USA Wins Grant for West Africa Study Abroad
Posted on December 9, 2022
The University of South Alabama is one of 44 universities across the country to receive $34,000 in funding from the U. S. Department of State’s Increase and Diversify Education Abroad for the U. S. Students (IDEAS) Program.
The announcement of the winners was made by the Bureau of Educational and Cultural Affairs, United States Study Abroad branch and its implementing partner World Learning.
With the South Alabama IDEAS grant, the Descendants Navigate Africa program will build upon the unique connection between Benin, West Africa and Mobile, through the Clotilda, which is believed to be the last known ship to arrive in the Mobile Tensaw-Delta on the Gulf Coast with enslaved Africans.
“We are pleased to receive this IDEAS grant.” said Shawn Dillard, interim director for the Office of International Education and Study Abroad. “This will be a hybrid virtual and in-person study abroad program focused on West Africa. The goal is to increase opportunities for less commonly traveled destinations for all students. And, this program will provide a particular focus for African American students.”
According to Dillard, the new program, which is building on a recent Fulbright Scholar in Residence award, will afford students, faculty and staff an opportunity to benefit from the expertise of African History Scholar Dr. Dieudonne Gnammankou of Benin.
“This new program will benefit the South Alabama community by providing unparalleled community engagement opportunities with Mobile’s Africatown, which was built by descendants of the Clotilde,” Dillard said. “Under the IDEAS grant, we will partner with a local Togo-based cultural exchange organization, Africa Our Home, to support and develop a low-cost study abroad experience in the region.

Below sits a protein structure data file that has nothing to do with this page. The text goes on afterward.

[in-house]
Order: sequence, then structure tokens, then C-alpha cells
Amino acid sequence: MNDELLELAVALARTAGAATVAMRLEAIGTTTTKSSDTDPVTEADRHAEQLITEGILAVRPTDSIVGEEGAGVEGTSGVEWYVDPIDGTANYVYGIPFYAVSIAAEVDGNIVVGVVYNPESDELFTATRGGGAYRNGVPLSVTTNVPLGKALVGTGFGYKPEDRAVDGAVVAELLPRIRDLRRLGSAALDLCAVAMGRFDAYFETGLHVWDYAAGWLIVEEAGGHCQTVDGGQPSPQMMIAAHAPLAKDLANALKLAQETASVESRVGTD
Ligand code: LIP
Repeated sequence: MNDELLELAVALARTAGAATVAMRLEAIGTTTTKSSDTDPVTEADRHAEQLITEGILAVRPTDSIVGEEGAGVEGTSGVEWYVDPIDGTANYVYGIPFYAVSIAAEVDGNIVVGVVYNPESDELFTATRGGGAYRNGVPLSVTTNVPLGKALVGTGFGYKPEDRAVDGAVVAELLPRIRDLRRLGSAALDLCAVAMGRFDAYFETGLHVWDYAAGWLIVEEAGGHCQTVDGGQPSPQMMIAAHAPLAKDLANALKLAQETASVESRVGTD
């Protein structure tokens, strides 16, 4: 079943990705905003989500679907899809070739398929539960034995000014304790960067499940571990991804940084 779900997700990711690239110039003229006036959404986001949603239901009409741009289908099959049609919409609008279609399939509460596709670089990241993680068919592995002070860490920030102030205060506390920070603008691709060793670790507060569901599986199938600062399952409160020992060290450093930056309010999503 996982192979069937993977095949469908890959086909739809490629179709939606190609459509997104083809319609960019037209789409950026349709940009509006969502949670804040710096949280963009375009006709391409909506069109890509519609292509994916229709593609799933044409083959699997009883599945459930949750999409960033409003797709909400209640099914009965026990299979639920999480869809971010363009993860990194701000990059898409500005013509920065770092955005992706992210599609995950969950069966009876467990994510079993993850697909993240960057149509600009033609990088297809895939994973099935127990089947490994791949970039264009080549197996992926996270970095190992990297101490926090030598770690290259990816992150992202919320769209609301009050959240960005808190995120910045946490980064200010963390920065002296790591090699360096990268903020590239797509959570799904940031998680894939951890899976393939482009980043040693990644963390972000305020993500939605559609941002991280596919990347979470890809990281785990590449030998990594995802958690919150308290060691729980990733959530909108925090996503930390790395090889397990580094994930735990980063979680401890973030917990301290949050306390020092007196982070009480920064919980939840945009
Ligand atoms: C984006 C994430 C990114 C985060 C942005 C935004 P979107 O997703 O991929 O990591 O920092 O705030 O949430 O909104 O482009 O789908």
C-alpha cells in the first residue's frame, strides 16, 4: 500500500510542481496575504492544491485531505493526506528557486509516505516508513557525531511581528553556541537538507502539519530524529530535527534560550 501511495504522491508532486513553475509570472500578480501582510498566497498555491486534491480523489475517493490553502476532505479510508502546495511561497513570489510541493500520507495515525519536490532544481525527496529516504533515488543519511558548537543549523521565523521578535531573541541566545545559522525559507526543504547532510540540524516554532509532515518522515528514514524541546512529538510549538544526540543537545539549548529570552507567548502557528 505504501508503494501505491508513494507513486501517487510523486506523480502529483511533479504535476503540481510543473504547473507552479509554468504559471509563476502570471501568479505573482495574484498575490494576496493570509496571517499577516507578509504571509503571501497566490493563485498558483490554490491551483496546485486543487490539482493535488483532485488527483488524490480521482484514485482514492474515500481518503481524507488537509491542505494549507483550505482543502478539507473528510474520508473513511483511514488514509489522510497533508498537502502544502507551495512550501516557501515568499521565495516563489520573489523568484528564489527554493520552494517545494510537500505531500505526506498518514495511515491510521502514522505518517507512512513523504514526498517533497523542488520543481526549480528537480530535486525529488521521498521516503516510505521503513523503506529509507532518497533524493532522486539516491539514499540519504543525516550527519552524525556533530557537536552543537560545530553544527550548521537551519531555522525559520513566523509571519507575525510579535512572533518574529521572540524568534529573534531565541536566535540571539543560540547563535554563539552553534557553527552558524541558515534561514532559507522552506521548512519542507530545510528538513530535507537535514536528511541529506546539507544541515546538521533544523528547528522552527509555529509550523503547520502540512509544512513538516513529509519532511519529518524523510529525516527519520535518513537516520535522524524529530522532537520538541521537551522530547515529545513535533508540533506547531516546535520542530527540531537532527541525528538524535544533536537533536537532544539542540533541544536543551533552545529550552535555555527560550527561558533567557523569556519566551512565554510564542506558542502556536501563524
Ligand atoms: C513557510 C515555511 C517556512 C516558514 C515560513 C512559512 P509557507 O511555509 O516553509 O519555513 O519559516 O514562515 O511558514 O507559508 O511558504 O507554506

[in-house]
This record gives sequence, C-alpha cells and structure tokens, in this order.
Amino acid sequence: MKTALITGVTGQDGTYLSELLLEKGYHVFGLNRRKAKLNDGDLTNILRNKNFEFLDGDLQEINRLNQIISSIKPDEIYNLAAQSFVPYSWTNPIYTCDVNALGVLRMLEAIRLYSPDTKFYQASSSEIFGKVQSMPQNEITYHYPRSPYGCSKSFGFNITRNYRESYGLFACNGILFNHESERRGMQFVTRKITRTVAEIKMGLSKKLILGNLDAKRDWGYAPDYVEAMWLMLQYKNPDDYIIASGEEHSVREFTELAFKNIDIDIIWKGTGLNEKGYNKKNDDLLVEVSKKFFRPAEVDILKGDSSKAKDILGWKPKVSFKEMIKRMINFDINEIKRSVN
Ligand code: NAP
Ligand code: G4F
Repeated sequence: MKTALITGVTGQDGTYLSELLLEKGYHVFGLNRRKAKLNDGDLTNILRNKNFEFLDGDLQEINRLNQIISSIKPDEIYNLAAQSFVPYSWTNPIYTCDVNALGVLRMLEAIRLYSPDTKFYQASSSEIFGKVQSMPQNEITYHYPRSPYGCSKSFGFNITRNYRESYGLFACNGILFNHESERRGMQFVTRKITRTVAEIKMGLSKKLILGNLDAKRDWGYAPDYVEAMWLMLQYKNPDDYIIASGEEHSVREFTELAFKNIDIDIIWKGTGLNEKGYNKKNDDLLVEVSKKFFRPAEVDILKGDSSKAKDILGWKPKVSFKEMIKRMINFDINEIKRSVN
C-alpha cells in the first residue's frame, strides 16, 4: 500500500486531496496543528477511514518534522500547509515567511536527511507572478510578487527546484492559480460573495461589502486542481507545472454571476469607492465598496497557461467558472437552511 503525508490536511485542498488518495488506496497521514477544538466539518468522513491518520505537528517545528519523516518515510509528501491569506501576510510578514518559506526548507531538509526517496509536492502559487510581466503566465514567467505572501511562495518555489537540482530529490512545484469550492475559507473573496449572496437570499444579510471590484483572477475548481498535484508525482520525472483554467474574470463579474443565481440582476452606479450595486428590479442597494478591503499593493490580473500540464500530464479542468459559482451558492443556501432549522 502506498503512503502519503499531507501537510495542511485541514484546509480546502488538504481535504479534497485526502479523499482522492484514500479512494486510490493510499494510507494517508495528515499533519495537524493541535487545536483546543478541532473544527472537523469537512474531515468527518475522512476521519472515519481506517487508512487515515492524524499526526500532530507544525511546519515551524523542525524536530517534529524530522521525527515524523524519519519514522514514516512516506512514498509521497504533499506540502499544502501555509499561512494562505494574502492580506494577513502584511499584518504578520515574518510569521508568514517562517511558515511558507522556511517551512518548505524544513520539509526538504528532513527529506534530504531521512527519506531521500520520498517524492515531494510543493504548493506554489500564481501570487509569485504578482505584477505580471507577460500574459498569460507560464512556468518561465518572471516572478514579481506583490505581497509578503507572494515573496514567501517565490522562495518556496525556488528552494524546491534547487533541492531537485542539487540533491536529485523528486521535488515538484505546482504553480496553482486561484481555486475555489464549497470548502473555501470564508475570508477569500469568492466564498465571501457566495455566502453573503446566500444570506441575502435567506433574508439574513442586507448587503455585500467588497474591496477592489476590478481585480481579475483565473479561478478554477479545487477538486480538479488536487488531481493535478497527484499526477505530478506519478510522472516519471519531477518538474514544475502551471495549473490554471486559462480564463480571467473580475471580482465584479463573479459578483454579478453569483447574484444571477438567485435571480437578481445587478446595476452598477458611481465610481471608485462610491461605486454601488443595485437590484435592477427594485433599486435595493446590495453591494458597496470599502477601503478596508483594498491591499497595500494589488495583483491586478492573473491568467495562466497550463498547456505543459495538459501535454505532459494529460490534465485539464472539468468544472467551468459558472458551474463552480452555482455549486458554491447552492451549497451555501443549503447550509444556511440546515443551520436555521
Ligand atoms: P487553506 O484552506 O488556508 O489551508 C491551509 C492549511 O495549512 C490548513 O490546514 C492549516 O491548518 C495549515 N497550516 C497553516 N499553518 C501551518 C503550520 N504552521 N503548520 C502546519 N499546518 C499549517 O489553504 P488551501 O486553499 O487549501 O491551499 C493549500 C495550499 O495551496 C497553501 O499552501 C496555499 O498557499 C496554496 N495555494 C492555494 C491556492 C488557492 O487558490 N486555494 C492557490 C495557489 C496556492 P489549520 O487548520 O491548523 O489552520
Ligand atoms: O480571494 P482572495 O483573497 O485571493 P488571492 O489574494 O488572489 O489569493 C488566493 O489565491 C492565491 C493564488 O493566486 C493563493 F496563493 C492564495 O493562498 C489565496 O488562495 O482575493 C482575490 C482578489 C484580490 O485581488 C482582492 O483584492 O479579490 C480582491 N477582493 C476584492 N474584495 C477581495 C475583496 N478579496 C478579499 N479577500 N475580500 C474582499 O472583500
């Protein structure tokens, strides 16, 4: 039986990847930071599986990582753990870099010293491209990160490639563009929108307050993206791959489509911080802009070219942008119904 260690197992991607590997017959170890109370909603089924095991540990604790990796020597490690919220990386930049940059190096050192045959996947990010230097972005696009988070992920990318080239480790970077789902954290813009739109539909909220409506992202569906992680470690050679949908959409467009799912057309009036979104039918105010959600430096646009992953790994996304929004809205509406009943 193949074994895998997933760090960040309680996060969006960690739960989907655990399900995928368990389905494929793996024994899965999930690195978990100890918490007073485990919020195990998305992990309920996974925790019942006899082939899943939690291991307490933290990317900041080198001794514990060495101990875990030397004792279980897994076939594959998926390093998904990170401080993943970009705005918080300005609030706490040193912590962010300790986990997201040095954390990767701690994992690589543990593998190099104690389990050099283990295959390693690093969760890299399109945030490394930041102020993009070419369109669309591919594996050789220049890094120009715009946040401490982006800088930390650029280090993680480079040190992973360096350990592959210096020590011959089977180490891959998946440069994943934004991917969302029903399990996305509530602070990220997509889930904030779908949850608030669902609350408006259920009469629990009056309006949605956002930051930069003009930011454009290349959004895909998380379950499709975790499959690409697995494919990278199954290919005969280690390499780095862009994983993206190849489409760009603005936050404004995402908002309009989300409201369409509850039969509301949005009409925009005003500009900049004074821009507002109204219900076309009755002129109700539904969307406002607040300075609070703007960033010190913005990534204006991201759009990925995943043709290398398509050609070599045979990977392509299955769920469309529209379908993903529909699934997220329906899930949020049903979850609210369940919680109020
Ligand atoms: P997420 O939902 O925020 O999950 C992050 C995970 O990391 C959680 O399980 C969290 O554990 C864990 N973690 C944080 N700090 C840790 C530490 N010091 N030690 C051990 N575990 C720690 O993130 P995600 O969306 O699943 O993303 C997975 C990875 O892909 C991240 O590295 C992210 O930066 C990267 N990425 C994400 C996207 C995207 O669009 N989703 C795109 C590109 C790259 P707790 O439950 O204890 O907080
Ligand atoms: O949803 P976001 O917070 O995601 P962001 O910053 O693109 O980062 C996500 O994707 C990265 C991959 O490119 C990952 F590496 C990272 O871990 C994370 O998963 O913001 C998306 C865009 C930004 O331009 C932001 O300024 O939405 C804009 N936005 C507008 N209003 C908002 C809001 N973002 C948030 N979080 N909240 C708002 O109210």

Kimberly Williams Pettway was instrumental in recommending and securing Gnammankou to serve as the African History scholar for the IDEAS Program. She met him while teaching a Study Abroad course in Benin, West Africa in 2017.
“I was referred to Dr. Gnammankou by a Rasta elder I met while visiting in Benin,” she said. “He and I discussed the Clotilda at that time, and he shared a wealth of knowledge, and we agreed to further collaborate. He is assisting with the Fulbright residence grant, and now he will be serving as our African History Scholar with the IDEAS Program. I believe this is the work of our ancestors, and I am simply excited that I was able to make the connections and build relationships that will benefit our students. I look forward to further collaborations since my goal is to get more African American students to West Africa.”
Students participating in the Descendants Navigate Africa program will enroll in an English composition course taught by USA Assistant Professor Dr. Kern Jackson, director of South’s African American Studies program and co-writer and co-producer of the soon-to-be-released documentary Descendants.
“The film Descendant, which explores the same Mobile and Clotilda connection, recently won a Sundance Film Festival Award,” Dillard said. “Students will collaborate with West African student counterparts in Benin, Togo and Cabo Verde countries tied to the Clotilda through culture and proximity. At its core, the IDEAS grant supports a partnership development model.”
Through the IDEAS grant there will also be an additional partnership with the University of Abomey-Calavi in Benin, along with the U.S. Embassy’s Cabo Verde’s EducationUSA Advising Center. These partnerships will allow us to explore future faculty and student exchanges in the West African island nation.
Assisting Dillard with this effort is a multidisciplinary team, which includes Jackson; Dr. Rad Chaudhury, executive director of the USA Innovation in Learning Center; and Dr. Joél Lewis Billingsley, interim chief diversity, equity and inclusion officer.
“For sustainability, since Study Abroad is a high-impact practice for students’ success, the IDEAS grant will build on USA’s recent Department of Education Title III goal,” said Dillard. “This means we will increase the impact by 50 percent over their baseline, which is the yearly rate second-year students participate in a high-impact practice.”
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